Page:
Like many of you, I have a stack of books that I either must read or want to read. So, I was glad when Michelle Obama’s Becoming finally made it to the top of my stack. If I’d known how good it is, I would have put it higher in the pile a long time ago!
I came to feel like I knew and loved Michelle Obama years ago, and reading her book Becoming made everything I knew about her come alive. Michelle is exactly the person I imagined her to be, and I’m glad to rest happily in my knowledge of her beautiful, genuine persona!
I believe that everyone—especially young parents—should read Becoming. It’s enlightening to learn how Michelle’s parents raised their children with great thoughtfulness, providing ample space for each child to live into exactly who God created them to be. Parents far too often raise children with a plan for who we want or think they should become—and we end up stifling their spirits or over-inflating their egos. Many families could be transformed by following Michelle’s parents’ thoughtful, calm parenting.
The story that most resonated with me in Becoming was about Michelle finding Middle C on the piano. In her first lessons with her great-aunt, Michelle was clever enough to find Middle C intuitively. She easily deduced that the key in the middle of the keyboard, chipped and most worn, must be Middle C. Her correct calculation supported her confidence that she could do anything.
But then came a recital organized by her aunt Robbie in downtown Chicago. Confused and bewildered by the whole affair, little Michelle sat down at the grand piano and could not find middle C on that perfect set of keys. In her moment of crisis, the very person she thought was her nemesis came to the rescue: her great-aunt Robbie. Without embarrassing or publicly correcting her, Aunt Robbie simply pointed to middle C and gracefully left Michelle to play.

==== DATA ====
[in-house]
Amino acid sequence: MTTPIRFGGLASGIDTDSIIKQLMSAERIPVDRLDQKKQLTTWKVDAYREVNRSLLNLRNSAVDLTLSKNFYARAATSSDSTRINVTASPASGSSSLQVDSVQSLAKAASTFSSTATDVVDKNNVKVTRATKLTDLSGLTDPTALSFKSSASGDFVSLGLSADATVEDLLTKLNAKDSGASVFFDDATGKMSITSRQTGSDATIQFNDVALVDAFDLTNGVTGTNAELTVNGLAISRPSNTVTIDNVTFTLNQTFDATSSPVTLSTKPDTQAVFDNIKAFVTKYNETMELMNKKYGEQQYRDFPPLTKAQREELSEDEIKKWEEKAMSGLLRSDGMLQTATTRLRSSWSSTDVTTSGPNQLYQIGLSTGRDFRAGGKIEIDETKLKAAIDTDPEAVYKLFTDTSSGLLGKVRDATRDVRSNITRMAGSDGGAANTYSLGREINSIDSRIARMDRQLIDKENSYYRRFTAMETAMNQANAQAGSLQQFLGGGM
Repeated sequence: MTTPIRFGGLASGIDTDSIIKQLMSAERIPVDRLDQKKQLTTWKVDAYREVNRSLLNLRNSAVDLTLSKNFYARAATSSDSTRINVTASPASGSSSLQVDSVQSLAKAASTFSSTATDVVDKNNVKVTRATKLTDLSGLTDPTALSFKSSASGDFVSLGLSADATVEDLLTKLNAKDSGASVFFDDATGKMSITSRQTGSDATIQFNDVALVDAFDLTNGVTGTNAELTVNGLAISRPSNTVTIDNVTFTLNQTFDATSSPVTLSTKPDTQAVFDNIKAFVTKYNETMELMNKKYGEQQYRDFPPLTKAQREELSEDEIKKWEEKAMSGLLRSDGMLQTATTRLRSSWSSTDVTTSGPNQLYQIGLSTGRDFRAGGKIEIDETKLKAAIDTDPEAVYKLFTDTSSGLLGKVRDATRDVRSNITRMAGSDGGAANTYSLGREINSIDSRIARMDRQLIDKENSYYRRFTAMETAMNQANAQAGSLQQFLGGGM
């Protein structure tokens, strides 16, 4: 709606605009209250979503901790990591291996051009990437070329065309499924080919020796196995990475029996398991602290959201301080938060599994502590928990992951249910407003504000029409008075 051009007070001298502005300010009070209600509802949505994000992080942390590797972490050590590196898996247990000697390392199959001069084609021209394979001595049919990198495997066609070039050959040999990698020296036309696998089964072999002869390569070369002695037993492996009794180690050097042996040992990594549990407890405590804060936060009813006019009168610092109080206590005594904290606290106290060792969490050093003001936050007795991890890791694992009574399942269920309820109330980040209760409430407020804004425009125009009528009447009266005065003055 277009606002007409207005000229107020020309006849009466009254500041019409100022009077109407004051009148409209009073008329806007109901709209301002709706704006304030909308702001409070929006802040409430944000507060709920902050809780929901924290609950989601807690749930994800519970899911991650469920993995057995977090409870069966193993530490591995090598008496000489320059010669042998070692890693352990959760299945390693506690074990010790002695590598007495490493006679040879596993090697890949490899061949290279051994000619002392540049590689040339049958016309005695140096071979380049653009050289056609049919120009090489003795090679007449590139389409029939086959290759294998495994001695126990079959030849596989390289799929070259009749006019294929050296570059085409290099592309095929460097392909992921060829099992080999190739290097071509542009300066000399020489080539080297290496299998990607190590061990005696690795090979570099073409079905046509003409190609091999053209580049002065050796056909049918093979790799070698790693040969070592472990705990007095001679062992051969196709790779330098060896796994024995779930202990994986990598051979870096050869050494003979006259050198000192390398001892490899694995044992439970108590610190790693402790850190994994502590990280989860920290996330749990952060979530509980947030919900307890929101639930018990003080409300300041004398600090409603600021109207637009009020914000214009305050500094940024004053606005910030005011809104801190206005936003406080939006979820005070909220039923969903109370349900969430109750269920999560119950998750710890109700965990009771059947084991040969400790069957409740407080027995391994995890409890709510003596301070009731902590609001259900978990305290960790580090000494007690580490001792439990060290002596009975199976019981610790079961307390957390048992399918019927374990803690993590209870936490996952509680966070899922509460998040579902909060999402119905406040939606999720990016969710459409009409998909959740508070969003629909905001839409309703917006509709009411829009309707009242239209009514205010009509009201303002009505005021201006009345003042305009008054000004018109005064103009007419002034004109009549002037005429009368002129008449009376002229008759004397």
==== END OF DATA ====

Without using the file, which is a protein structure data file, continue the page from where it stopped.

Wise and experienced, a teacher of many, Michelle’s Aunt Robbie had likely seen many little people stumble at this stage in their lives. By organizing the formal recital, Robbie gently introduced her pupils to the bigger world and asked them to prove themselves—all the while standing by with love and support. Robbie taught Michelle invaluable lessons that would prepare her for the world to come.
Michelle’s story about finding Middle C speaks to so much of what children of color and poor children experience and most desperately need. Underprivileged kids learn to adapt to their environments and work with what they are given. Assuming that their environment reflects the universe, some even thrive. Yes, they have glimpses into lifestyles and worlds outside of their own, but young minds don’t give much thought to how such foreign places connect to their lives. Their skills and intellect in their little worlds embolden them. But, when that world starts to open up and they realize they’ve been succeeding in a limited arena, their tender egos run great risk of irreparable damage. Michelle reminds us that many children navigating limited environments drop off any road to success at this point. They urgently need help navigating their expanding world.
Most anyone can find Middle C when their choices are limited. But, when faced with multiple black and white keys all in a row, we need more than quick deductive reasoning. We need allies familiar with the space, who have already figured out ways forward and are loving enough to help us get through too.
For all the Aunt Robbies—teachers, pastors, coaches, and parents—who provide others with invaluable opportunities and remain nearby with love and support, praise God for you. Mentors change the world.
As we celebrate this season of love, I encourage you to reach out to women who guided you along your journey. If those who come to mind have passed on, send a simple prayer thanking God for their presence in your life—and for the preparation that they are likely doing for you in the world to come.
With love: to Granny, Moma Mert, Mrs. Jordan, Ms. Briggs, Bonnie, Ivorie, Mertis, Norma, and my Martha.